Bulworth and the Socialist Critique of Capitalism
a review by Ari Armstrong
I thoroughly enjoyed Bulworth. Warren Beatty portrays a California Senator who breaks down and becomes honest again. Beatty's Bulworth is a refreshing alternative to our real politicians who talk to and from nothing but big money. (One woman asks Bulworth, paraphrased, "Why haven't we received the Federal Aid you promised us four years ago to rebuild our neighborhoods after the LA riots?" He responds, "Well, you haven't really contributed to my campaign, have you?") Bulworth realizes he's been a sell-out, and then he fights to make a change.
Beatty is on the rampage here. He is subverting the entire Democrat-Republican cooperative, and challenging us to stop prostituting principles. This, I love. (Oh, and the plot and characters are developed fully and interestingly.)
What I love rather less are the particular principles for which Beatty fights. He explicitly calls for "socialized medicine" (at least he has the balls "to call a spade a spade"), private subsidization of insurance for the poor, and a myriad of other socialist programs. What I don't get is that, while Beatty recognizes that "politicians have f**ked up public education," he expects them to expand public education, government medicine, and government on all levels.
As Murray Rothbard and others have long-recognized, the radical left and radical right share a number of similarities. Both call for radical cultural changes, both believe that the current system is corrupt in its power, both denounce Democrats and Republicans. Where they differ is in their interpretation of corruption. Libertarians think that the government is responsible for the current problems in medicine, education, and so forth. Socialists such as Beatty think that big business is the source of corrupt power. Hence, the two political agendas are the precise opposite. Libertarians call for the radical cutback of government so that the private sector can fulfill human needs; socialists call for the radical increase of government so that the government can fulfill human needs. They agree only that the current nexus of government and big business is evil; libertarians think that government is the fundamental corruptive force while socialists think that big business is. Perhaps this is the root of Mises' theory that one system will ultimately drive out the other.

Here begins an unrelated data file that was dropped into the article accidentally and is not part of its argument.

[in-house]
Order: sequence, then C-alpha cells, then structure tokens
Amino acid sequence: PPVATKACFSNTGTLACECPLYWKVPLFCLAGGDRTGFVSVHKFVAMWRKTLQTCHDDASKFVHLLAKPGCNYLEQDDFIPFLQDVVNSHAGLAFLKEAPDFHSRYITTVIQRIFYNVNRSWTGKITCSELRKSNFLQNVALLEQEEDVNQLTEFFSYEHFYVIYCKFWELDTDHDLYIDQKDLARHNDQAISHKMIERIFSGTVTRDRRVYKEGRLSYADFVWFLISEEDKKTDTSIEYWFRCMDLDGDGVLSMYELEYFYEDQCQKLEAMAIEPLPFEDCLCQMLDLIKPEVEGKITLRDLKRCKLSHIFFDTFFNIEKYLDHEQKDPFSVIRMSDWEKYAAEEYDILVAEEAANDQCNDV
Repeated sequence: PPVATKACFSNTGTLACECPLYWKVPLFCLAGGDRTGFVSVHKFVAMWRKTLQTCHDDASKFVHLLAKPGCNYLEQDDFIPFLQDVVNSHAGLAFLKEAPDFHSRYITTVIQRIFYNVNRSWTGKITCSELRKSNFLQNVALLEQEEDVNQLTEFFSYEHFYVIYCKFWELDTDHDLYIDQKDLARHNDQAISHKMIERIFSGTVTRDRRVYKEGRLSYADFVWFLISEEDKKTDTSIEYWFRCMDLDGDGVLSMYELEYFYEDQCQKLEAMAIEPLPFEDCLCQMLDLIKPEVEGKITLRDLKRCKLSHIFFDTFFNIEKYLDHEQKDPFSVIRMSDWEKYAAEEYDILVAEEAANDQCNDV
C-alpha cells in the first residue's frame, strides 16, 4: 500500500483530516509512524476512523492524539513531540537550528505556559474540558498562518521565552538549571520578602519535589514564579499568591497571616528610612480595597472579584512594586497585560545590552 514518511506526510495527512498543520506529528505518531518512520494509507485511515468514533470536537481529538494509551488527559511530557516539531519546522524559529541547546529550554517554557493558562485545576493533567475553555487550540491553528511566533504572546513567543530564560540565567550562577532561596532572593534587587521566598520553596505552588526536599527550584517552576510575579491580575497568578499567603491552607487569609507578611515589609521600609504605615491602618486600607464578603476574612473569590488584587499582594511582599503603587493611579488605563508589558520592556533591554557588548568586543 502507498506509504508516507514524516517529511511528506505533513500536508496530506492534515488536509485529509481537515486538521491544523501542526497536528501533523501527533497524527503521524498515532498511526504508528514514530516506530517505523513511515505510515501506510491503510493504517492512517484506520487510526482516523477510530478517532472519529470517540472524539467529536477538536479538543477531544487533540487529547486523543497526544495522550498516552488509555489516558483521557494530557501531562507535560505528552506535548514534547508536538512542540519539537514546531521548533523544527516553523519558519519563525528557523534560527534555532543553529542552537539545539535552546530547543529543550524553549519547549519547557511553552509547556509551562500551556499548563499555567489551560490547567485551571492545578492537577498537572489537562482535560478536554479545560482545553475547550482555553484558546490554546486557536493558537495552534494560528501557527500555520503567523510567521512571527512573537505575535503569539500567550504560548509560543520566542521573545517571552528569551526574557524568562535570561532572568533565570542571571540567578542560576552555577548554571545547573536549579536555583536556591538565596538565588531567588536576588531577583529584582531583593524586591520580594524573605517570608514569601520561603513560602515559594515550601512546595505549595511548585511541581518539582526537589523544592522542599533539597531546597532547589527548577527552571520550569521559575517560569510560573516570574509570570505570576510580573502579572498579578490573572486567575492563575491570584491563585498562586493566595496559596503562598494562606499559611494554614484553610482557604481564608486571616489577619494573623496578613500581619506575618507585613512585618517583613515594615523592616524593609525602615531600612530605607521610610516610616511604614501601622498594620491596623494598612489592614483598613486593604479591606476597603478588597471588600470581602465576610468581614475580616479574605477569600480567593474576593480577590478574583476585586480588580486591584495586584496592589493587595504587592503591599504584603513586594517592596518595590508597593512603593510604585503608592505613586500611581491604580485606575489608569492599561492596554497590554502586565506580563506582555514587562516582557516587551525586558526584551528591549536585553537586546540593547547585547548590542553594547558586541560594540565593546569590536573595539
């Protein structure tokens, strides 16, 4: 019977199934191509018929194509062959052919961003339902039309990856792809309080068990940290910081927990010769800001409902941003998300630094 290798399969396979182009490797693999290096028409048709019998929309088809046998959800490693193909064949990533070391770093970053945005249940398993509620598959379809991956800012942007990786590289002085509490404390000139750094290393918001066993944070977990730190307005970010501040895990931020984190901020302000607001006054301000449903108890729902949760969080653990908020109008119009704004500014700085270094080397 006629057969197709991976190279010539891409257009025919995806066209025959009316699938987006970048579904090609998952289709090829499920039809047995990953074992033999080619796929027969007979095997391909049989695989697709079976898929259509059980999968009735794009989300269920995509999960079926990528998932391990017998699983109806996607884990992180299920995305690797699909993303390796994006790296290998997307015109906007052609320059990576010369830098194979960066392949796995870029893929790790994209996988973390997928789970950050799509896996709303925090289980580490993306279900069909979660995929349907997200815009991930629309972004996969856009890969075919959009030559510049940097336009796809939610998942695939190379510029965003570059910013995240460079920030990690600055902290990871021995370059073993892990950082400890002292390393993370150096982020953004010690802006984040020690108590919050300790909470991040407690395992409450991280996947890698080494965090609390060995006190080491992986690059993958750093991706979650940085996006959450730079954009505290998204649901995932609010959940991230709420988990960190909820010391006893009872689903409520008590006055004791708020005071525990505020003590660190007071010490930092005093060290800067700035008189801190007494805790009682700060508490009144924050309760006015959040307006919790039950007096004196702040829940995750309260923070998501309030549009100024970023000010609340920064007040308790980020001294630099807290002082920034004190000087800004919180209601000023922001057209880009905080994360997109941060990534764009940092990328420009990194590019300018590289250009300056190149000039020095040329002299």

Largely the disagreements are an empirical matter which can be resolved by open-minded discussion and research. (CAN be, not WILL be.) I think that Beatty errs on two counts - first, that big business is inherently corruptive and that the free sector is incapable of providing just, honest business, and second, that the private sector is incapable of providing charity, quality health care, and so forth.
An editorialist from the Washington Post chided Beatty for perpetuating black stereotypes. While I think that to a certain extent he did this, I would add that Beatty is addressing the worst problems in the inner-cities, rather than the average, middle-class African American community. The film doesn't suggest that African Americans generally or even frequently resemble the characters in Bulworth.
See Bulworth for two reasons. In the abstract, Bulworth represents a dedication to Principle. We can be inspired by Beatty's devotion even if we are repelled by the particular content of his principles. The second reason to see Bulworth is to get a better idea of where the socialists in America are coming from - what they believe and what they advocate. I actually agree with a lot of what Bulworth says. Bulworth and Pat Buchanan share some notable beliefs that I dismiss. If the libertarian movement is supposed to contain "the party of principle," I'd say that Beatty and others are trying to restore that title to the Democratic Party. The Republicans obviously are ideologically bankrupt; if the Democrats find their moral voice, then we are in for some major shifts in favor of government power. That is unless, of course, we libertarians are able to manifest a fervor and eloquence in support of OUR principles to match that of Beatty and the other Democrats-of-Spine.